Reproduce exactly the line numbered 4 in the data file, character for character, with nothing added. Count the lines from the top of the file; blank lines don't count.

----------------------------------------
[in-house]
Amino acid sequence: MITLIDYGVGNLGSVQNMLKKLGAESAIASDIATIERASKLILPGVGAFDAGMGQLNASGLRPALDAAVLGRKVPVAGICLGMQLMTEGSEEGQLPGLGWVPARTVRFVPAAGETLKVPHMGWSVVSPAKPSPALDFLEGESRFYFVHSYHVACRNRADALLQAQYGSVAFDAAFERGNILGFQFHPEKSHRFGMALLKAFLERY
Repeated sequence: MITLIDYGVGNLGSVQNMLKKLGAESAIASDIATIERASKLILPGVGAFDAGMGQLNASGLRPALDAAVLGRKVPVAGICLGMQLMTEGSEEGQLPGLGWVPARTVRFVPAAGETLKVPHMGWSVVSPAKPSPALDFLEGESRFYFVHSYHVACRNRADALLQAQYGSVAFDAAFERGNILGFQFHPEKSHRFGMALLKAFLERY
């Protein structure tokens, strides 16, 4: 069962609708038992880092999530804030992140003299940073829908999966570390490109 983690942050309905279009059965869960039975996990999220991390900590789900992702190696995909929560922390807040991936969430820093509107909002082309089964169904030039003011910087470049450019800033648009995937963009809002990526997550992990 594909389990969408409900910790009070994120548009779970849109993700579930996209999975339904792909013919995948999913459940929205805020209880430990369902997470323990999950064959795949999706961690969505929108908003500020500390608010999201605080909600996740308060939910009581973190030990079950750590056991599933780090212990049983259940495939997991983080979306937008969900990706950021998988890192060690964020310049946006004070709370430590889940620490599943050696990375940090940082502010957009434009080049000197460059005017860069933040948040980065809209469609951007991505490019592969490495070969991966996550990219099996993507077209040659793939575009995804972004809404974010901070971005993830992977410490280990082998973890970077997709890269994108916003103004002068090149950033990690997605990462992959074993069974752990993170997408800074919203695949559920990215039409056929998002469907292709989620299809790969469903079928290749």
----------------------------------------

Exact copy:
């Protein structure tokens, strides 16, 4: 069962609708038992880092999530804030992140003299940073829908999966570390490109 983690942050309905279009059965869960039975996990999220991390900590789900992702190696995909929560922390807040991936969430820093509107909002082309089964169904030039003011910087470049450019800033648009995937963009809002990526997550992990 594909389990969408409900910790009070994120548009779970849109993700579930996209999975339904792909013919995948999913459940929205805020209880430990369902997470323990999950064959795949999706961690969505929108908003500020500390608010999201605080909600996740308060939910009581973190030990079950750590056991599933780090212990049983259940495939997991983080979306937008969900990706950021998988890192060690964020310049946006004070709370430590889940620490599943050696990375940090940082502010957009434009080049000197460059005017860069933040948040980065809209469609951007991505490019592969490495070969991966996550990219099996993507077209040659793939575009995804972004809404974010901070971005993830992977410490280990082998973890970077997709890269994108916003103004002068090149950033990690997605990462992959074993069974752990993170997408800074919203695949559920990215039409056929998002469907292709989620299809790969469903079928290749």